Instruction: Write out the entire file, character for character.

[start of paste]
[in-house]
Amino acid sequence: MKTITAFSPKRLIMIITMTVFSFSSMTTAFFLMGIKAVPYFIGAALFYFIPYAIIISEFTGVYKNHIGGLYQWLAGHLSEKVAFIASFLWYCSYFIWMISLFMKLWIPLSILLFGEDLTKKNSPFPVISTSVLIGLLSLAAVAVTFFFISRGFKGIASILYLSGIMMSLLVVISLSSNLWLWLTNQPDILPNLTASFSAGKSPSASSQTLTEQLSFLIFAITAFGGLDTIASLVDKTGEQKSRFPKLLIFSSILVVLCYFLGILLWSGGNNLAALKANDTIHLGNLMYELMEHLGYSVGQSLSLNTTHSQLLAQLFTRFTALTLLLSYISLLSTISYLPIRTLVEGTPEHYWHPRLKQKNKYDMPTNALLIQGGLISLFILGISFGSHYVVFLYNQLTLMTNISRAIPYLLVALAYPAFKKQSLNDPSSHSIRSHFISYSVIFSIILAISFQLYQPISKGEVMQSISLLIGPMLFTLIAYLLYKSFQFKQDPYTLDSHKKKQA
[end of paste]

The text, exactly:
[in-house]
Amino acid sequence: MKTITAFSPKRLIMIITMTVFSFSSMTTAFFLMGIKAVPYFIGAALFYFIPYAIIISEFTGVYKNHIGGLYQWLAGHLSEKVAFIASFLWYCSYFIWMISLFMKLWIPLSILLFGEDLTKKNSPFPVISTSVLIGLLSLAAVAVTFFFISRGFKGIASILYLSGIMMSLLVVISLSSNLWLWLTNQPDILPNLTASFSAGKSPSASSQTLTEQLSFLIFAITAFGGLDTIASLVDKTGEQKSRFPKLLIFSSILVVLCYFLGILLWSGGNNLAALKANDTIHLGNLMYELMEHLGYSVGQSLSLNTTHSQLLAQLFTRFTALTLLLSYISLLSTISYLPIRTLVEGTPEHYWHPRLKQKNKYDMPTNALLIQGGLISLFILGISFGSHYVVFLYNQLTLMTNISRAIPYLLVALAYPAFKKQSLNDPSSHSIRSHFISYSVIFSIILAISFQLYQPISKGEVMQSISLLIGPMLFTLIAYLLYKSFQFKQDPYTLDSHKKKQA